Cathelene "Tina" Robinson said she's already revoked certifications from several of the notaries involved.
"As a notary, your job is to prevent fraud," said Robinson, who commissions all of Fulton County's notaries.
The notary affixes his or her seal to a document to verify the signatures on it are authentic. But employees from at least one foreclosure mill said they were turning out documents by the thousands, signing names of fictitious bank representatives.
"It's awful. It's terrible. It should not have occurred," said Robinson. She vowed to investigate any claims of notaries misusing their seals.
"Once the notary comes in, we do fact finding. We ask questions," she said.
In the past three months, Robinson has revoked the certifications of four notaries who worked for an Alpharetta company called Docx. The company is accused of robo-signing hundreds of thousands of foreclosure documents for banks around the country. Channel 2 investigative reporter Jodie Fleischer reviewed Robinson's files and found at least 10 remaining Docx notaries with remaining inquiries.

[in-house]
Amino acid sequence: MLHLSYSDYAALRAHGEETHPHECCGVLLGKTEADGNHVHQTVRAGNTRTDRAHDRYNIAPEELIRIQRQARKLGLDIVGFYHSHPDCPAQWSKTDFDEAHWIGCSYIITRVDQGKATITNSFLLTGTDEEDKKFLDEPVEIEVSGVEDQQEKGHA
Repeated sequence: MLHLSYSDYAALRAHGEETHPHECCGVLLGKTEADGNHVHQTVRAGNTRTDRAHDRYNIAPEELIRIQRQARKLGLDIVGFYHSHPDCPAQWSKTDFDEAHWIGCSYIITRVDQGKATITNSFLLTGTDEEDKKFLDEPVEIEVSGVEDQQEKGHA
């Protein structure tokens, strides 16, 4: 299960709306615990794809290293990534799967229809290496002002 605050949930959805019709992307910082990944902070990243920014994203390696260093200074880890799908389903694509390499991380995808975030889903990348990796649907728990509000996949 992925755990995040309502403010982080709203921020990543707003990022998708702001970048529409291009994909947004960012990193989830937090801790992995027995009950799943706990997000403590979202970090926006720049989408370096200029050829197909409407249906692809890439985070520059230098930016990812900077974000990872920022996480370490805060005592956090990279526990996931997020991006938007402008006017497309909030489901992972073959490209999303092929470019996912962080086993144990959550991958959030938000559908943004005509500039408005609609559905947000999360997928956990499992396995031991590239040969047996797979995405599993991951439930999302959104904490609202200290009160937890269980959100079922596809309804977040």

Last year, Robinson's office cleared three notaries of wrongdoing after they insisted they witnessed a valid signature. Robinson couldn't prove them wrong at the time, despite wild variations in the same name, Linda Green, signed on many of the documents.
Now Robinson is considering trying to pull all of the Docx documents filed locally to check out the notaries. One told Fleischer that Docx paid for her to become a notary.
Notaries are not required to list their employers on the application, and Georgia requires no training or test to become a notary. Robinson would like to see the state tighten its laws.
"Anyone that has any concerns as it relates to any person Fulton County commissioned, I would be happy, please contact me so we can investigate," she said.
But all Robinson can do is revoke their notary seals. Any criminal prosecution would have to come from the district attorney. There is also an ongoing federal investigation.